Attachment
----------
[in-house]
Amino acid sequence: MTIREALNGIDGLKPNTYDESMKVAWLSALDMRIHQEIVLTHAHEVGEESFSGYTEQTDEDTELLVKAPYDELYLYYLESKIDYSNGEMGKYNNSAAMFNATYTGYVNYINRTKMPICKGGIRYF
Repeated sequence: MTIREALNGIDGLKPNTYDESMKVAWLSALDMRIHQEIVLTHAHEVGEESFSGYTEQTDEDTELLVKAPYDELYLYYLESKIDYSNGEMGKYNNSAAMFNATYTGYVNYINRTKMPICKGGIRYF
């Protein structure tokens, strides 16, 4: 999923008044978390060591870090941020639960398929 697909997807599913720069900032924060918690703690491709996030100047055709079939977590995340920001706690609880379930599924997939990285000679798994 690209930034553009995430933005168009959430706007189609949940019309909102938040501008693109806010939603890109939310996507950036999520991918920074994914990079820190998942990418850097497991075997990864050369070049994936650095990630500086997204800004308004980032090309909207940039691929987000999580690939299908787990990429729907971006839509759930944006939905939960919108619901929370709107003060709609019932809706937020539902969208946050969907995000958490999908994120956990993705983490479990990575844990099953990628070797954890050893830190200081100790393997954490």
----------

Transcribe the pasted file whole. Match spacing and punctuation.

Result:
[in-house]
Amino acid sequence: MTIREALNGIDGLKPNTYDESMKVAWLSALDMRIHQEIVLTHAHEVGEESFSGYTEQTDEDTELLVKAPYDELYLYYLESKIDYSNGEMGKYNNSAAMFNATYTGYVNYINRTKMPICKGGIRYF
Repeated sequence: MTIREALNGIDGLKPNTYDESMKVAWLSALDMRIHQEIVLTHAHEVGEESFSGYTEQTDEDTELLVKAPYDELYLYYLESKIDYSNGEMGKYNNSAAMFNATYTGYVNYINRTKMPICKGGIRYF
């Protein structure tokens, strides 16, 4: 999923008044978390060591870090941020639960398929 697909997807599913720069900032924060918690703690491709996030100047055709079939977590995340920001706690609880379930599924997939990285000679798994 690209930034553009995430933005168009959430706007189609949940019309909102938040501008693109806010939603890109939310996507950036999520991918920074994914990079820190998942990418850097497991075997990864050369070049994936650095990630500086997204800004308004980032090309909207940039691929987000999580690939299908787990990429729907971006839509759930944006939905939960919108619901929370709107003060709609019932809706937020539902969208946050969907995000958490999908994120956990993705983490479990990575844990099953990628070797954890050893830190200081100790393997954490």